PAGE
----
“For all its app-enabled modernity, the gig economy resembles the early industrial age… it is truly a movement forward to the past,” writes Assistant Professor of Sociology at Mercy College in her book “Hustle and Gig. Struggling and Surviving in the Sharing Economy.”
The gig economy has had a profound effect on some of our urban cities. All over the world, residents in cities have seen a decrease in certain jobs in their neighborhoods as investors buy up apartments and rent them out to tourists. This BBC article from last year summarizes a few studies uncovering the issues with Airbnb. It’s led to governments imposing stricter laws on Airbnb, but this is just like putting a Band-Aid on a much larger problem.
The problems I mentioned above are often referred to in academia and in policymaking as “AI Accidents,” but Gürses explains to me that they are far from accidents, they are often deliberate.
“I think calling these issues accidents is completely ignoring the whole political economy of it,” said Gürses.
How did we get here?
Until the end of the 1990s, software came in a box, it was on a floppy disk or a CD ROM. Companies could only change and update the software when a new version was released, about every few years.
Currently, tech companies can make changes constantly, they can follow our behavior, and adjust their software. They can actually experiment with services in a way that they couldn’t do before.
The companies track every we move we make on apps, collect all of our data and as a result, know if the design of the software, or the features it offers, don’t work as they had planned. They can improve their software using this feedback, but they can also optimize user behavior in a certain direction, orienting us towards the interests of the company.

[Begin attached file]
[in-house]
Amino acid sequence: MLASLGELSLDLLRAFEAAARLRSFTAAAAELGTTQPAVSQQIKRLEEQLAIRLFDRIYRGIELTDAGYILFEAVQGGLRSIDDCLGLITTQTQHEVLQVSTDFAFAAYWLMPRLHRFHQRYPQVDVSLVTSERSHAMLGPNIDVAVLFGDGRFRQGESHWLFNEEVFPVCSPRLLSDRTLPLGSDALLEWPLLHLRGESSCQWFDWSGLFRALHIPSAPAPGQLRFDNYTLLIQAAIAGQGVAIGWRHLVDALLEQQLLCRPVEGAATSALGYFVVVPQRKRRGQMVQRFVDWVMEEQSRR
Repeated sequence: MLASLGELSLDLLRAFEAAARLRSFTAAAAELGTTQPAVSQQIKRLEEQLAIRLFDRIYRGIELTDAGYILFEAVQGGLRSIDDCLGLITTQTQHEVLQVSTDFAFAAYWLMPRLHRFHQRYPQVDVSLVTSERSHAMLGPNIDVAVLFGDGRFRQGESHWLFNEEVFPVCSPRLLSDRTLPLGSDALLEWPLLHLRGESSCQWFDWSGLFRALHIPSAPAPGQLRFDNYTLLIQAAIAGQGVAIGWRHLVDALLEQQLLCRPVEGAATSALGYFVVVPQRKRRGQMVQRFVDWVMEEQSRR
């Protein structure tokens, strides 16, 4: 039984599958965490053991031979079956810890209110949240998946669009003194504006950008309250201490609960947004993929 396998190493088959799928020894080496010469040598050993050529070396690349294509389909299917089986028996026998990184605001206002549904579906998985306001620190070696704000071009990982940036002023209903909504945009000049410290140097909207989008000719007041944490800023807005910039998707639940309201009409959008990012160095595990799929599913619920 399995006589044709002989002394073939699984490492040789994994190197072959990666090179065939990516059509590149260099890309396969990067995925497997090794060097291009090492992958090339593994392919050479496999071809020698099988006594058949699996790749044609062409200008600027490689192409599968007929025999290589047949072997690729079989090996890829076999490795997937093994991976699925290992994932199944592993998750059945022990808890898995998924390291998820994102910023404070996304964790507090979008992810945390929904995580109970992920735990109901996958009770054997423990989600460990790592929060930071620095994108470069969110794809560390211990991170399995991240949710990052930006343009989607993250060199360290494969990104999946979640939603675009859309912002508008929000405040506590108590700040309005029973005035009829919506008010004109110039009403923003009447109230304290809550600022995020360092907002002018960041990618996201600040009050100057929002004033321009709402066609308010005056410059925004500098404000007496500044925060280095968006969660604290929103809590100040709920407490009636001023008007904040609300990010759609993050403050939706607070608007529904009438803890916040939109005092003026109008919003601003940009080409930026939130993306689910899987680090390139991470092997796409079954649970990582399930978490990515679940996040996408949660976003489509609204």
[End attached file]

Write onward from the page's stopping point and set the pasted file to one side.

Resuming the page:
“We really need to stop talking about only data and algorithms, and instead focus on what the forms of governance we want to have for these new technologies,” Seda tells me when I ask her if there’s a solution.
My favorite Coda story this week
If you want more context, Keren Weitzberg wrote a store about mobile credit in Kenya, She finds that not only have credit apps led to the government and private companies having a wealth of private data at their disposal, the easy access to credit has also impacted personal debt levels.
But sometimes, technology can also shine a light on some of the darkest corners of the world. Read Isobel Cockerell’s article on how Uyghurs game TikTok’s algorithm to find a loophole in Xinxiang’s information lockdown.
In other news:
- Have a look at this entertaining celebrity deepfake roundtable featuring Tom Cruise and Jeff Goldblum. (The Verge)
- Under President Erdogan’s censorship of the web, Turks can easily find everyday information. But they never fully know what they’re missing. (NYT)
- Big technological shifts can aid the work of reformers. Unfortunately, the same shifts can also empower racists and propagandists. (The New Yorker)
- Activists who want Congress to ban facial recognition have found a novel way to draw attention to the issue. (Vox)